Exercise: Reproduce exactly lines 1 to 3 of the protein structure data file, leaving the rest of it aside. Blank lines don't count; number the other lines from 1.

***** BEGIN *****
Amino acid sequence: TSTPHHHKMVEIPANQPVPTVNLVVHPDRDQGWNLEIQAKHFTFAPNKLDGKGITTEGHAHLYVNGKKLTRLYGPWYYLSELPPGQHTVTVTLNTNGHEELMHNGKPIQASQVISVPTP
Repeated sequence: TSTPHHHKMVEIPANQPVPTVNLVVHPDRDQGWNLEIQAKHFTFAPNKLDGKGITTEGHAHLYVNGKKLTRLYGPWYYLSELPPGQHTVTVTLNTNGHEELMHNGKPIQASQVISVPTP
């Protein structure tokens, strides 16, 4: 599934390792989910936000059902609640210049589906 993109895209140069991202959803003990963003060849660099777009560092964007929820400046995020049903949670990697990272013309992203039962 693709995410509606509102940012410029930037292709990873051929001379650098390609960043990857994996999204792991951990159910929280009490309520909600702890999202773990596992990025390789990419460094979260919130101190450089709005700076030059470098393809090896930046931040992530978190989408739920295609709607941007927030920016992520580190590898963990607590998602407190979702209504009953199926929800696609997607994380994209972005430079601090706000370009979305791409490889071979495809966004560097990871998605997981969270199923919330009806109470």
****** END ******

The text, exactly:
Amino acid sequence: TSTPHHHKMVEIPANQPVPTVNLVVHPDRDQGWNLEIQAKHFTFAPNKLDGKGITTEGHAHLYVNGKKLTRLYGPWYYLSELPPGQHTVTVTLNTNGHEELMHNGKPIQASQVISVPTP
Repeated sequence: TSTPHHHKMVEIPANQPVPTVNLVVHPDRDQGWNLEIQAKHFTFAPNKLDGKGITTEGHAHLYVNGKKLTRLYGPWYYLSELPPGQHTVTVTLNTNGHEELMHNGKPIQASQVISVPTP
């Protein structure tokens, strides 16, 4: 599934390792989910936000059902609640210049589906 993109895209140069991202959803003990963003060849660099777009560092964007929820400046995020049903949670990697990272013309992203039962 693709995410509606509102940012410029930037292709990873051929001379650098390609960043990857994996999204792991951990159910929280009490309520909600702890999202773990596992990025390789990419460094979260919130101190450089709005700076030059470098393809090896930046931040992530978190989408739920295609709607941007927030920016992520580190590898963990607590998602407190979702209504009953199926929800696609997607994380994209972005430079601090706000370009979305791409490889071979495809966004560097990871998605997981969270199923919330009806109470």